Leak Detection: How to Find Water Leaks in Your Home

Has it happened to you before?

You find yourself lying awake and listening to the drip, drip, drip sound of water and can’t even figure out where the water is coming from. Or rather, you wake up to find a flooding kitchen and a massive puddle of water, despite leaving everything in good condition the previous night. Looking for the source of the water, you find a leaking dishwasher or pipe that burst during the night—and believe us; there are a few more terrible things than this.

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Importance of Leak Detection

Unfortunately, none of these water leakage situations is that surprising. According to the Insurance Information Institute, water damage was the third most expensive insurance claim and the second most common claim.

Besides, the clean-up costs are estimated to be between $3 and $7.50 per square foot, with the average homeowner spending about $2952 to repair water damage. This means restoring or repairing water damage is a costly venture, especially if you use a water meter box.

Common Places for Water Leaks
Looking for pools of water in your home isn’t enough. Some leaks are easy to detect, while others may take a significant amount of time before they can be detected. Some common culprits worth checking out in your home include:
While it’s nearly impossible to avoid all leaks, there are some necessary steps you can take to avoid risks and significant losses caused by water damage.

How to Detect a Leak in Your Home

1. Check Your Water Meter

If you think that there’s a leak in your home, the water meter is more likely to provide you with a conclusive answer. More often, the water meter is placed at the back or side of your house, or where the main supply line enters your house. Here are some steps you can follow to monitor your water meter:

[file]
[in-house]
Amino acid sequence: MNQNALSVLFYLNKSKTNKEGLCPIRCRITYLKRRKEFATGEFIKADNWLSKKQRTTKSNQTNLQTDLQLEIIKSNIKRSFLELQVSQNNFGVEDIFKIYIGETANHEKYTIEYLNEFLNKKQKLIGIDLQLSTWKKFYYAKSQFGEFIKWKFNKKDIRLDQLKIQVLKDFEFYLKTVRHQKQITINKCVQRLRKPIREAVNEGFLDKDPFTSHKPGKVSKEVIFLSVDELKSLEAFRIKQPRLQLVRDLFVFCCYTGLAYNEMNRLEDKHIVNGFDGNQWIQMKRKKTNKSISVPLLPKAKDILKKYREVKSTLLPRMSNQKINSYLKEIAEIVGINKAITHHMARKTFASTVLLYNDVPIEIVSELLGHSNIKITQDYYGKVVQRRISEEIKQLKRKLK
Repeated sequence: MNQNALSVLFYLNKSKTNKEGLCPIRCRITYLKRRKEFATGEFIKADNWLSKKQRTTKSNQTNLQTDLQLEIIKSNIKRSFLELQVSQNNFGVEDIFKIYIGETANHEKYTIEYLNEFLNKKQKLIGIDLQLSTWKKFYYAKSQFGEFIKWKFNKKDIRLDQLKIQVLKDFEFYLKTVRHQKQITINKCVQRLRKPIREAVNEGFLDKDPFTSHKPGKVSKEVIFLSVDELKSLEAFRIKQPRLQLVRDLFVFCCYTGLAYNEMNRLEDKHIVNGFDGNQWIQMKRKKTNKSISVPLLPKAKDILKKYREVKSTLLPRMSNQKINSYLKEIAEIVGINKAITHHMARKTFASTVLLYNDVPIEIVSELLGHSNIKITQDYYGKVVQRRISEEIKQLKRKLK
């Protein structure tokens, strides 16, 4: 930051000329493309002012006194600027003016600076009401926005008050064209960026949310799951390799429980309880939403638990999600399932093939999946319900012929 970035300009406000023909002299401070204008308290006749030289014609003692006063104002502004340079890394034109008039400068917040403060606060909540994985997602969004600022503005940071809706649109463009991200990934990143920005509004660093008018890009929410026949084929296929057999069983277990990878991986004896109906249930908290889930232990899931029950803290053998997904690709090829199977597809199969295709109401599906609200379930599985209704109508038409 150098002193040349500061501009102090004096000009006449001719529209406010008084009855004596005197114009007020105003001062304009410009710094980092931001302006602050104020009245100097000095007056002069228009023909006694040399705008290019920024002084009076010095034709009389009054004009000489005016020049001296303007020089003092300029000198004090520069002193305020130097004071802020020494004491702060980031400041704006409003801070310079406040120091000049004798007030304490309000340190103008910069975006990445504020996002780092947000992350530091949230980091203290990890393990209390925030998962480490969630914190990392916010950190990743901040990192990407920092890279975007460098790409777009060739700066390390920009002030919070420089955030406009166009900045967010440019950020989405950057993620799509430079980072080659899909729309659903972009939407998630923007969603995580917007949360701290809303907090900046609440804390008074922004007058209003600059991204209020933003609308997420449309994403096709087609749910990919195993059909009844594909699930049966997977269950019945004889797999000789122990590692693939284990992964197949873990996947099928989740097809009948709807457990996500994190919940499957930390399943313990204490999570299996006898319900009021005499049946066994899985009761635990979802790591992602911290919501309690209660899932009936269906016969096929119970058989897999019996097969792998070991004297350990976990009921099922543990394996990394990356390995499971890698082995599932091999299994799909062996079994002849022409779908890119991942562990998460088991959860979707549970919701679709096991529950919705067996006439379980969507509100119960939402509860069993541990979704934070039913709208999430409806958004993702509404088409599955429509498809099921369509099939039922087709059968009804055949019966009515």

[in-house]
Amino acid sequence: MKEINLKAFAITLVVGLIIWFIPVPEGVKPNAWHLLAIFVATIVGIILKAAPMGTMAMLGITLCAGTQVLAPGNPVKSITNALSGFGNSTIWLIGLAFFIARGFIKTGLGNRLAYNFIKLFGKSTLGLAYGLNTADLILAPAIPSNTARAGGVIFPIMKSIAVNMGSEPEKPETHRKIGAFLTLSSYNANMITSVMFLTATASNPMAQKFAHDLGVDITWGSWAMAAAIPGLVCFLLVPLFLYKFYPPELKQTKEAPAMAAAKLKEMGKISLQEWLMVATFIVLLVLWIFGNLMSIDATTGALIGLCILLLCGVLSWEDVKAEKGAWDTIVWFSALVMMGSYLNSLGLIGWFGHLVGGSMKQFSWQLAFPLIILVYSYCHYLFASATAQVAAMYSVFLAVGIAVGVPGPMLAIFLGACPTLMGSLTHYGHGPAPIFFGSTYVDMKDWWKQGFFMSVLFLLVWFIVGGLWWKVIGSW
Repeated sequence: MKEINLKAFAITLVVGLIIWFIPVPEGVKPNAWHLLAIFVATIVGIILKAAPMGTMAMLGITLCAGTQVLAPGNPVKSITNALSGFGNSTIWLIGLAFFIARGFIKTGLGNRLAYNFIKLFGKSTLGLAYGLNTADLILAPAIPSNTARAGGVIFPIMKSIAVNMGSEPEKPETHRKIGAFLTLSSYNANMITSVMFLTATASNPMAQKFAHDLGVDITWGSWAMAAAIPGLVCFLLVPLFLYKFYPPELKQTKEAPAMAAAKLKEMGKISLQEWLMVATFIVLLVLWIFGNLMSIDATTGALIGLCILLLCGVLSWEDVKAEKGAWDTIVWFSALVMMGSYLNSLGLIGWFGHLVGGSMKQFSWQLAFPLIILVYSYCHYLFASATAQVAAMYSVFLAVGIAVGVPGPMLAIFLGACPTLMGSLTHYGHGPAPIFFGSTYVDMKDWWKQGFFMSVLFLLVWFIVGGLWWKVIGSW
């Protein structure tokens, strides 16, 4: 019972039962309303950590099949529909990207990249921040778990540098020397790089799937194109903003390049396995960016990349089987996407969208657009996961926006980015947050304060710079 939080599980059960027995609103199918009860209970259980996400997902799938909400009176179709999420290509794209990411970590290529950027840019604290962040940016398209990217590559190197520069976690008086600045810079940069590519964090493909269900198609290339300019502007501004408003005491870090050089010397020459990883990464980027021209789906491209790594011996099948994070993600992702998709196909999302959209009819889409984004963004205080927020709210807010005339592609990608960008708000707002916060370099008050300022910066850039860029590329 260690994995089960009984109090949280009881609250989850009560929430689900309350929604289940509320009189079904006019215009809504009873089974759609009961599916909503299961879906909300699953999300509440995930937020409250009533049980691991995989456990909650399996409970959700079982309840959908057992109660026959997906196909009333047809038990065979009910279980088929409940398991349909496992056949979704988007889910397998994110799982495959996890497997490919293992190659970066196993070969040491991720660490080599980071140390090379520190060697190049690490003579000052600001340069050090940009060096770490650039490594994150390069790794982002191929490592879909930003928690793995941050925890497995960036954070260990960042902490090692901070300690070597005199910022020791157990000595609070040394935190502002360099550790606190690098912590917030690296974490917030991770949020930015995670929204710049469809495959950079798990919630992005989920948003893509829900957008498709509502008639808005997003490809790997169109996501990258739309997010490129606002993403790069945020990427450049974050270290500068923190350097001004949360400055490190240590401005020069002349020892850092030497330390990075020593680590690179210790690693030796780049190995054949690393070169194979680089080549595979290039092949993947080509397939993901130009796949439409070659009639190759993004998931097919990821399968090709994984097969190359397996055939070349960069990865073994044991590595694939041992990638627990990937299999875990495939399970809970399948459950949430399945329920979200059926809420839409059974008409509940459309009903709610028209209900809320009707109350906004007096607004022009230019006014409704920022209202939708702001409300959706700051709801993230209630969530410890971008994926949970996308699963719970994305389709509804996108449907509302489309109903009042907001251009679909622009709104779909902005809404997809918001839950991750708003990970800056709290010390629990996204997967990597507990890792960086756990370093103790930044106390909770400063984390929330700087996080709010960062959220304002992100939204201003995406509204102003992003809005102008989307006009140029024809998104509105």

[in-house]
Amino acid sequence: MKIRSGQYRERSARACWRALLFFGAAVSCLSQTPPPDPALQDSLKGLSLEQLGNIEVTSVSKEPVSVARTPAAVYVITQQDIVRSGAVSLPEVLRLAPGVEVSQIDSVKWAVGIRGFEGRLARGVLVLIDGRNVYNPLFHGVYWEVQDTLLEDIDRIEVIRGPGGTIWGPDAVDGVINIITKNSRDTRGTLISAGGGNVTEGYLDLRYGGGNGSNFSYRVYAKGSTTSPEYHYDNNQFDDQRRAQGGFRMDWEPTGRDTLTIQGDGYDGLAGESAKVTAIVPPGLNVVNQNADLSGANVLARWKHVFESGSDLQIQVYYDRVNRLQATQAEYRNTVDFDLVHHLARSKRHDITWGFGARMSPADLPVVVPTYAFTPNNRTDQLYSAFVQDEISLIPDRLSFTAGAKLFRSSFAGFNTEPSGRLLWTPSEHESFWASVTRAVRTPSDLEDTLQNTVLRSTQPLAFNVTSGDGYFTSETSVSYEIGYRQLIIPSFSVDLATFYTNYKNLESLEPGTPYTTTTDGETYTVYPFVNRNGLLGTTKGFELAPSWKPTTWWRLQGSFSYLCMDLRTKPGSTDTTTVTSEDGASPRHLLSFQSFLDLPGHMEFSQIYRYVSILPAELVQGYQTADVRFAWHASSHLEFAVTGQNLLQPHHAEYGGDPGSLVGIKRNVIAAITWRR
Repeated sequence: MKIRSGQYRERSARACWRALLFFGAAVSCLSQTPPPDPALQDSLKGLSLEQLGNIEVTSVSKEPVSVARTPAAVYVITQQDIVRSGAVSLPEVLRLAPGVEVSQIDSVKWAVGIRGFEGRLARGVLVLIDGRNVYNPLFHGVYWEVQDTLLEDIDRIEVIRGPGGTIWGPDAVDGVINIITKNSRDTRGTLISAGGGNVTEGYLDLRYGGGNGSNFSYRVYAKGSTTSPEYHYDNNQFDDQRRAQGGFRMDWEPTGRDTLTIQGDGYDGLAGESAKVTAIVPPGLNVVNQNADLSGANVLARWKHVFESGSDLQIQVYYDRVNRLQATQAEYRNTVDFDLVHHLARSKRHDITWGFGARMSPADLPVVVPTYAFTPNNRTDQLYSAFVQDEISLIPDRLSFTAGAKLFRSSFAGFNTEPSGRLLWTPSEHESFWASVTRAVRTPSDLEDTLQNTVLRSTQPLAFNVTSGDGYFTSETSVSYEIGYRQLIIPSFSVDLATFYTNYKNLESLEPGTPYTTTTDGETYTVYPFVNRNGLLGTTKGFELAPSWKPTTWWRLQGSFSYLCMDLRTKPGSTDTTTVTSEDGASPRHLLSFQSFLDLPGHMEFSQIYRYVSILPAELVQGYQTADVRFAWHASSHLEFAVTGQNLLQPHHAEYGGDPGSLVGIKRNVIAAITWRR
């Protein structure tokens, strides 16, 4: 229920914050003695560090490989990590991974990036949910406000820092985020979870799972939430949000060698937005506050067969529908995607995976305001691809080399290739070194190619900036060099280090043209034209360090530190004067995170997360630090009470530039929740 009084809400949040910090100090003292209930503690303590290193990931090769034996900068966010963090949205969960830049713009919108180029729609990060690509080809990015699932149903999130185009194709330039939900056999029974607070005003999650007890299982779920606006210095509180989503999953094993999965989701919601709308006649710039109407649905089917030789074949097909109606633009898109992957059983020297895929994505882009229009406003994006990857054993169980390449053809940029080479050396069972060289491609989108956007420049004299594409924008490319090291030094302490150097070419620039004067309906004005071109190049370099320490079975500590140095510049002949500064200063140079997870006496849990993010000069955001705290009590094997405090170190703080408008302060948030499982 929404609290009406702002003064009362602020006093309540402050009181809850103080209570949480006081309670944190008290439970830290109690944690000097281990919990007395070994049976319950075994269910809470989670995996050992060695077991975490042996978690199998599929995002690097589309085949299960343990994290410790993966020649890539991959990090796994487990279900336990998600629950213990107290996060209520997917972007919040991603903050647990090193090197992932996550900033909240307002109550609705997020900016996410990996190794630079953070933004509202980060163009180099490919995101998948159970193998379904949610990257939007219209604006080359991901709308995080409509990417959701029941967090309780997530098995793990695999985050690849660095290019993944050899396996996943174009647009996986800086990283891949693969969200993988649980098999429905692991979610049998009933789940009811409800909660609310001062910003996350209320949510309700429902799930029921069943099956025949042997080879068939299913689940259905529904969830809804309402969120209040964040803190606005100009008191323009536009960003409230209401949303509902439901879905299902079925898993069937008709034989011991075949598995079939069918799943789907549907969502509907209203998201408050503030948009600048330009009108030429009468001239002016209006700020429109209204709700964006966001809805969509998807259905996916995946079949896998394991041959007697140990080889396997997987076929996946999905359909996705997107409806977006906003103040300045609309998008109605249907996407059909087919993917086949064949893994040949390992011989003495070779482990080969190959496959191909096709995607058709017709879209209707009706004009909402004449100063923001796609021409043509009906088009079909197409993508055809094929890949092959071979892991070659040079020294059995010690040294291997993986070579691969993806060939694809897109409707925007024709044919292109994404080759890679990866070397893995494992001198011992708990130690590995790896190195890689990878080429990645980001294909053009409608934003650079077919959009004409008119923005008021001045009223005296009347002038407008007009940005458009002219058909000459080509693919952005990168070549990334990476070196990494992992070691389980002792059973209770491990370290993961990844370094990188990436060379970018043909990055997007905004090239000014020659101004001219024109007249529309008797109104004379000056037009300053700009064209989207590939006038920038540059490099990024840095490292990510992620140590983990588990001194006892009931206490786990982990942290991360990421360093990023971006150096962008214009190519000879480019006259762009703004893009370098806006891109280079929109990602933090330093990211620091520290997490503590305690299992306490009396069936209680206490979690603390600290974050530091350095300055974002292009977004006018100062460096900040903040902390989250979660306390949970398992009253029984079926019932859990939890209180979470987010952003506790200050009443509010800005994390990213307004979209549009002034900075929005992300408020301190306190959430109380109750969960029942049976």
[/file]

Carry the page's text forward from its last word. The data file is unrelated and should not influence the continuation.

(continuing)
2. Look for Patches of Greener Grass

We all love a well-maintained, green, and lush lawn. However, if an area of your lawn appears to be greener than the rest or grows faster, it could mean that there’s an underground leak. You might even see some puddles on the surface of the ground if the leak is profuse.

3. Investigate Fixtures and Appliances

If after checking the water meter you suspect there are some leaks in the house, check the cabinets beneath your kitchen, bathroom, and toilet to ensure that they’re dry. Also, check for puddles of water around the base of your tub, shower, and toilet and under the dishwasher, dry cleaner, and water heater.

If you find some water pools, switch off the fixtures and appliances and engage a professional plumber immediately.

4. Keep a Keen Eye Out on Leaking Clues

If one of your fitting supplies breaks and water spurts out, you immediately know where the problem lies. However, some water leaks are a bit sneakier, and they may go unnoticed until they cause extensive water damage. Even if your water meter doesn’t indicate any signs of water leakage, a problem could develop any time, making it important for you to stay alert on some leaking clues.
It is worth noting that all the above are clear symptoms of a leak, but that doesn’t necessarily mean that all the leaks are plumbing related. The water could be leaking from an outside source such as roof damage or the windows. Either way, ensure that you have the problem addressed as soon as possible to avoid extensive water damage.

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